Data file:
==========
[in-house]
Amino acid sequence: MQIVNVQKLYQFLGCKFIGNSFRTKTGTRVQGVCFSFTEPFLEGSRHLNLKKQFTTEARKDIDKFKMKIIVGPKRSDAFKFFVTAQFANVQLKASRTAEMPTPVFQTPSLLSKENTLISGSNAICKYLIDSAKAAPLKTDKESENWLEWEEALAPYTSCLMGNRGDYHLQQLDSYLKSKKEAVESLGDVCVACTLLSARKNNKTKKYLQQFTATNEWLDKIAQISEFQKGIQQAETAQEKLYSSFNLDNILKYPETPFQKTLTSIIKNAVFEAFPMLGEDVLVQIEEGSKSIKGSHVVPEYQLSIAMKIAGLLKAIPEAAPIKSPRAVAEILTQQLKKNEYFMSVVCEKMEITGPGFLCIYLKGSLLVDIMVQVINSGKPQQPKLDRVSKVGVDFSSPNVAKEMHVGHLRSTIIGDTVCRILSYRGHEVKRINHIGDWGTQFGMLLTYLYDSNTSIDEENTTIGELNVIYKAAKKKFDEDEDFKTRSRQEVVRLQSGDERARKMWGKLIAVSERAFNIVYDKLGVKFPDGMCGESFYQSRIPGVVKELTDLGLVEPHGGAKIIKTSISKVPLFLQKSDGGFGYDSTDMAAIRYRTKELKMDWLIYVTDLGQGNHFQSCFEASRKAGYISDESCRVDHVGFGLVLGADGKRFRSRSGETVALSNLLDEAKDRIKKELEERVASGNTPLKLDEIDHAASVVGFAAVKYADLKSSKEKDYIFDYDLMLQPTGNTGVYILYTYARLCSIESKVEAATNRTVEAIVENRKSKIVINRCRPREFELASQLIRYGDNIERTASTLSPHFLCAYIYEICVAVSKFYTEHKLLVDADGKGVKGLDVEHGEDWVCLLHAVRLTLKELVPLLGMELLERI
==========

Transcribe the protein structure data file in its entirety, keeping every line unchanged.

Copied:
[in-house]
Amino acid sequence: MQIVNVQKLYQFLGCKFIGNSFRTKTGTRVQGVCFSFTEPFLEGSRHLNLKKQFTTEARKDIDKFKMKIIVGPKRSDAFKFFVTAQFANVQLKASRTAEMPTPVFQTPSLLSKENTLISGSNAICKYLIDSAKAAPLKTDKESENWLEWEEALAPYTSCLMGNRGDYHLQQLDSYLKSKKEAVESLGDVCVACTLLSARKNNKTKKYLQQFTATNEWLDKIAQISEFQKGIQQAETAQEKLYSSFNLDNILKYPETPFQKTLTSIIKNAVFEAFPMLGEDVLVQIEEGSKSIKGSHVVPEYQLSIAMKIAGLLKAIPEAAPIKSPRAVAEILTQQLKKNEYFMSVVCEKMEITGPGFLCIYLKGSLLVDIMVQVINSGKPQQPKLDRVSKVGVDFSSPNVAKEMHVGHLRSTIIGDTVCRILSYRGHEVKRINHIGDWGTQFGMLLTYLYDSNTSIDEENTTIGELNVIYKAAKKKFDEDEDFKTRSRQEVVRLQSGDERARKMWGKLIAVSERAFNIVYDKLGVKFPDGMCGESFYQSRIPGVVKELTDLGLVEPHGGAKIIKTSISKVPLFLQKSDGGFGYDSTDMAAIRYRTKELKMDWLIYVTDLGQGNHFQSCFEASRKAGYISDESCRVDHVGFGLVLGADGKRFRSRSGETVALSNLLDEAKDRIKKELEERVASGNTPLKLDEIDHAASVVGFAAVKYADLKSSKEKDYIFDYDLMLQPTGNTGVYILYTYARLCSIESKVEAATNRTVEAIVENRKSKIVINRCRPREFELASQLIRYGDNIERTASTLSPHFLCAYIYEICVAVSKFYTEHKLLVDADGKGVKGLDVEHGEDWVCLLHAVRLTLKELVPLLGMELLERI